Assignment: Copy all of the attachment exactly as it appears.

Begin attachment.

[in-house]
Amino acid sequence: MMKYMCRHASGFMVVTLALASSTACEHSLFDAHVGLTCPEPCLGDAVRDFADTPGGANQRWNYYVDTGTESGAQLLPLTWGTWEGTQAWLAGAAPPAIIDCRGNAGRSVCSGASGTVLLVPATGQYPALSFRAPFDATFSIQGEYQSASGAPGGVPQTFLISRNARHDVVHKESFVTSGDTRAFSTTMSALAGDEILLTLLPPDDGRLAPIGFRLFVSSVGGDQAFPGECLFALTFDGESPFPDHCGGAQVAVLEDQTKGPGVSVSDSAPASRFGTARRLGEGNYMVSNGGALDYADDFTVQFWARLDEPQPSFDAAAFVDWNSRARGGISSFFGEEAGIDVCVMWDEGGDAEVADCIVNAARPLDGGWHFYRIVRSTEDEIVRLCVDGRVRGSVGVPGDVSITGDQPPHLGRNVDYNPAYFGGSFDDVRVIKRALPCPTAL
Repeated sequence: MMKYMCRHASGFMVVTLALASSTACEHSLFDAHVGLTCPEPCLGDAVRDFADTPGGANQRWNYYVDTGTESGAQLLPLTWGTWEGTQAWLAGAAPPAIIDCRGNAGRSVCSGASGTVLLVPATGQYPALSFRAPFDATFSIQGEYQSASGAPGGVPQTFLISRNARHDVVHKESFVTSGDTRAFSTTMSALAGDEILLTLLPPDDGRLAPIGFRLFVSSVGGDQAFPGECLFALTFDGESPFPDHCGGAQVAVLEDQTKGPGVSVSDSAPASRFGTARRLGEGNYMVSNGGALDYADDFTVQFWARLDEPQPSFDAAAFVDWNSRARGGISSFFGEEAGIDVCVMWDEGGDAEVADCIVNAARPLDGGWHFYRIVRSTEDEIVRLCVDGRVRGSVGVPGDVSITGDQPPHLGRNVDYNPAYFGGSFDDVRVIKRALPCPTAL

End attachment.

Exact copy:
[in-house]
Amino acid sequence: MMKYMCRHASGFMVVTLALASSTACEHSLFDAHVGLTCPEPCLGDAVRDFADTPGGANQRWNYYVDTGTESGAQLLPLTWGTWEGTQAWLAGAAPPAIIDCRGNAGRSVCSGASGTVLLVPATGQYPALSFRAPFDATFSIQGEYQSASGAPGGVPQTFLISRNARHDVVHKESFVTSGDTRAFSTTMSALAGDEILLTLLPPDDGRLAPIGFRLFVSSVGGDQAFPGECLFALTFDGESPFPDHCGGAQVAVLEDQTKGPGVSVSDSAPASRFGTARRLGEGNYMVSNGGALDYADDFTVQFWARLDEPQPSFDAAAFVDWNSRARGGISSFFGEEAGIDVCVMWDEGGDAEVADCIVNAARPLDGGWHFYRIVRSTEDEIVRLCVDGRVRGSVGVPGDVSITGDQPPHLGRNVDYNPAYFGGSFDDVRVIKRALPCPTAL
Repeated sequence: MMKYMCRHASGFMVVTLALASSTACEHSLFDAHVGLTCPEPCLGDAVRDFADTPGGANQRWNYYVDTGTESGAQLLPLTWGTWEGTQAWLAGAAPPAIIDCRGNAGRSVCSGASGTVLLVPATGQYPALSFRAPFDATFSIQGEYQSASGAPGGVPQTFLISRNARHDVVHKESFVTSGDTRAFSTTMSALAGDEILLTLLPPDDGRLAPIGFRLFVSSVGGDQAFPGECLFALTFDGESPFPDHCGGAQVAVLEDQTKGPGVSVSDSAPASRFGTARRLGEGNYMVSNGGALDYADDFTVQFWARLDEPQPSFDAAAFVDWNSRARGGISSFFGEEAGIDVCVMWDEGGDAEVADCIVNAARPLDGGWHFYRIVRSTEDEIVRLCVDGRVRGSVGVPGDVSITGDQPPHLGRNVDYNPAYFGGSFDDVRVIKRALPCPTAL